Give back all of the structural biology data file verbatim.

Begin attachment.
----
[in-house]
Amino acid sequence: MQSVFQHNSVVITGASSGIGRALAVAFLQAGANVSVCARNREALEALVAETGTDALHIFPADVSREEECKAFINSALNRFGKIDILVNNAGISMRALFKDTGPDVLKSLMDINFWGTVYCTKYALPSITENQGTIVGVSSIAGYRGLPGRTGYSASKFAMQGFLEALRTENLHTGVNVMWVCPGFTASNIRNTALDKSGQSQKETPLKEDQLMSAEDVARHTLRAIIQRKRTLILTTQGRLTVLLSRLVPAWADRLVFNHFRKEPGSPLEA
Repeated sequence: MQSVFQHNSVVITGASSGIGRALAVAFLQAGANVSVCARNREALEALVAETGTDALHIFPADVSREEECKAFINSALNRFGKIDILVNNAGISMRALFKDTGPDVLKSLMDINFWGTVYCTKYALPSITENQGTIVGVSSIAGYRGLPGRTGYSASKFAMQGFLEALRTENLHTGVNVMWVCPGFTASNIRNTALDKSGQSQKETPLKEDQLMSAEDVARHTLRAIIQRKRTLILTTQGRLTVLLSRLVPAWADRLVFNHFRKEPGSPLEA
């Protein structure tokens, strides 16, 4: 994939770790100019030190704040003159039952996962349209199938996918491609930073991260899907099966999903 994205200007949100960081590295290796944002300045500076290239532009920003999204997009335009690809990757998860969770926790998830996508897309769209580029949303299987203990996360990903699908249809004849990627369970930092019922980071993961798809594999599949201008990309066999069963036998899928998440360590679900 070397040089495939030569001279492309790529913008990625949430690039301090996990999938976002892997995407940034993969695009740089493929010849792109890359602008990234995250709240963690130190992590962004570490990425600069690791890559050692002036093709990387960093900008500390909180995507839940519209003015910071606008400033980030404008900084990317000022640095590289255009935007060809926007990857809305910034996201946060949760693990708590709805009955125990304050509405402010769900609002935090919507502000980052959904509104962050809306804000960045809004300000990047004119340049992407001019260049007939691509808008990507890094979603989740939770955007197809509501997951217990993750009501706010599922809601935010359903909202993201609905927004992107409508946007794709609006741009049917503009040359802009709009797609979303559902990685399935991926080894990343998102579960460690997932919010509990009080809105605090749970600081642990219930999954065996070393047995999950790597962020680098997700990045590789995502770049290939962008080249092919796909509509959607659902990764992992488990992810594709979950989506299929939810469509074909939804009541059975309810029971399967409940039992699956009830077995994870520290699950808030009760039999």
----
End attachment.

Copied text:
[in-house]
Amino acid sequence: MQSVFQHNSVVITGASSGIGRALAVAFLQAGANVSVCARNREALEALVAETGTDALHIFPADVSREEECKAFINSALNRFGKIDILVNNAGISMRALFKDTGPDVLKSLMDINFWGTVYCTKYALPSITENQGTIVGVSSIAGYRGLPGRTGYSASKFAMQGFLEALRTENLHTGVNVMWVCPGFTASNIRNTALDKSGQSQKETPLKEDQLMSAEDVARHTLRAIIQRKRTLILTTQGRLTVLLSRLVPAWADRLVFNHFRKEPGSPLEA
Repeated sequence: MQSVFQHNSVVITGASSGIGRALAVAFLQAGANVSVCARNREALEALVAETGTDALHIFPADVSREEECKAFINSALNRFGKIDILVNNAGISMRALFKDTGPDVLKSLMDINFWGTVYCTKYALPSITENQGTIVGVSSIAGYRGLPGRTGYSASKFAMQGFLEALRTENLHTGVNVMWVCPGFTASNIRNTALDKSGQSQKETPLKEDQLMSAEDVARHTLRAIIQRKRTLILTTQGRLTVLLSRLVPAWADRLVFNHFRKEPGSPLEA
């Protein structure tokens, strides 16, 4: 994939770790100019030190704040003159039952996962349209199938996918491609930073991260899907099966999903 994205200007949100960081590295290796944002300045500076290239532009920003999204997009335009690809990757998860969770926790998830996508897309769209580029949303299987203990996360990903699908249809004849990627369970930092019922980071993961798809594999599949201008990309066999069963036998899928998440360590679900 070397040089495939030569001279492309790529913008990625949430690039301090996990999938976002892997995407940034993969695009740089493929010849792109890359602008990234995250709240963690130190992590962004570490990425600069690791890559050692002036093709990387960093900008500390909180995507839940519209003015910071606008400033980030404008900084990317000022640095590289255009935007060809926007990857809305910034996201946060949760693990708590709805009955125990304050509405402010769900609002935090919507502000980052959904509104962050809306804000960045809004300000990047004119340049992407001019260049007939691509808008990507890094979603989740939770955007197809509501997951217990993750009501706010599922809601935010359903909202993201609905927004992107409508946007794709609006741009049917503009040359802009709009797609979303559902990685399935991926080894990343998102579960460690997932919010509990009080809105605090749970600081642990219930999954065996070393047995999950790597962020680098997700990045590789995502770049290939962008080249092919796909509509959607659902990764992992488990992810594709979950989506299929939810469509074909939804009541059975309810029971399967409940039992699956009830077995994870520290699950808030009760039999």